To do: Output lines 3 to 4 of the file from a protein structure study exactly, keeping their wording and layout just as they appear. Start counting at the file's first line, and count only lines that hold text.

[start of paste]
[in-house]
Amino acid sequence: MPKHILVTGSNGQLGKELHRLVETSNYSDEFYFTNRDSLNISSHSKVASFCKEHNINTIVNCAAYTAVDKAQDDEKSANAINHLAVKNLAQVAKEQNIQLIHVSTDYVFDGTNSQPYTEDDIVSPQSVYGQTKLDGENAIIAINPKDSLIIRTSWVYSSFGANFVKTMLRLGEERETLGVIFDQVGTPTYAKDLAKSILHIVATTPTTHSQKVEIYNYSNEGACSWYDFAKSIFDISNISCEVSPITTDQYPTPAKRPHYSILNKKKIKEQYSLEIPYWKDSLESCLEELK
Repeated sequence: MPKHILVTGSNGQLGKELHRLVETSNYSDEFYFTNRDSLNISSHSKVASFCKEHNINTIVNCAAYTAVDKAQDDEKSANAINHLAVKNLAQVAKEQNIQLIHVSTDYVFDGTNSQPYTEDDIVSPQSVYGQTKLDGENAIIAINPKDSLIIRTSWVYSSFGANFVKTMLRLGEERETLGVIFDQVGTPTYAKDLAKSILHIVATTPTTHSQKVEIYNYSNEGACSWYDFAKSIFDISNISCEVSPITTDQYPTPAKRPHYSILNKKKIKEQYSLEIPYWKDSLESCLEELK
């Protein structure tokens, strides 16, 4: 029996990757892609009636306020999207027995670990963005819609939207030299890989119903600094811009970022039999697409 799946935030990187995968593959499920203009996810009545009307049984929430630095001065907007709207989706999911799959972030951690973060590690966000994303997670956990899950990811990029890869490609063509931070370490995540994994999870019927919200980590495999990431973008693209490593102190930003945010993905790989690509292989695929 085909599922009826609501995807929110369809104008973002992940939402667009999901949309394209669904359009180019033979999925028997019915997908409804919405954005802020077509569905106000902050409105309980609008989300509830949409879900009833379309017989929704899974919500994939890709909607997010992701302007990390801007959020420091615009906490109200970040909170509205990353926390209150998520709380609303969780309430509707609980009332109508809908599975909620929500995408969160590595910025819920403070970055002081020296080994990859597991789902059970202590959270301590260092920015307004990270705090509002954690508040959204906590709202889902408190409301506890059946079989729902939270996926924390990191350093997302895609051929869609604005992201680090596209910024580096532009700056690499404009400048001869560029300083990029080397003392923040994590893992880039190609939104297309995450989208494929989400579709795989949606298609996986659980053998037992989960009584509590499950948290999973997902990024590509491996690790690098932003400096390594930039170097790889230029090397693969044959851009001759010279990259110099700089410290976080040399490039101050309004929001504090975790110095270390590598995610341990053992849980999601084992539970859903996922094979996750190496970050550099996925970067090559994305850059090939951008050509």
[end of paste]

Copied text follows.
Repeated sequence: MPKHILVTGSNGQLGKELHRLVETSNYSDEFYFTNRDSLNISSHSKVASFCKEHNINTIVNCAAYTAVDKAQDDEKSANAINHLAVKNLAQVAKEQNIQLIHVSTDYVFDGTNSQPYTEDDIVSPQSVYGQTKLDGENAIIAINPKDSLIIRTSWVYSSFGANFVKTMLRLGEERETLGVIFDQVGTPTYAKDLAKSILHIVATTPTTHSQKVEIYNYSNEGACSWYDFAKSIFDISNISCEVSPITTDQYPTPAKRPHYSILNKKKIKEQYSLEIPYWKDSLESCLEELK
């Protein structure tokens, strides 16, 4: 029996990757892609009636306020999207027995670990963005819609939207030299890989119903600094811009970022039999697409 799946935030990187995968593959499920203009996810009545009307049984929430630095001065907007709207989706999911799959972030951690973060590690966000994303997670956990899950990811990029890869490609063509931070370490995540994994999870019927919200980590495999990431973008693209490593102190930003945010993905790989690509292989695929 085909599922009826609501995807929110369809104008973002992940939402667009999901949309394209669904359009180019033979999925028997019915997908409804919405954005802020077509569905106000902050409105309980609008989300509830949409879900009833379309017989929704899974919500994939890709909607997010992701302007990390801007959020420091615009906490109200970040909170509205990353926390209150998520709380609303969780309430509707609980009332109508809908599975909620929500995408969160590595910025819920403070970055002081020296080994990859597991789902059970202590959270301590260092920015307004990270705090509002954690508040959204906590709202889902408190409301506890059946079989729902939270996926924390990191350093997302895609051929869609604005992201680090596209910024580096532009700056690499404009400048001869560029300083990029080397003392923040994590893992880039190609939104297309995450989208494929989400579709795989949606298609996986659980053998037992989960009584509590499950948290999973997902990024590509491996690790690098932003400096390594930039170097790889230029090397693969044959851009001759010279990259110099700089410290976080040399490039101050309004929001504090975790110095270390590598995610341990053992849980999601084992539970859903996922094979996750190496970050550099996925970067090559994305850059090939951008050509």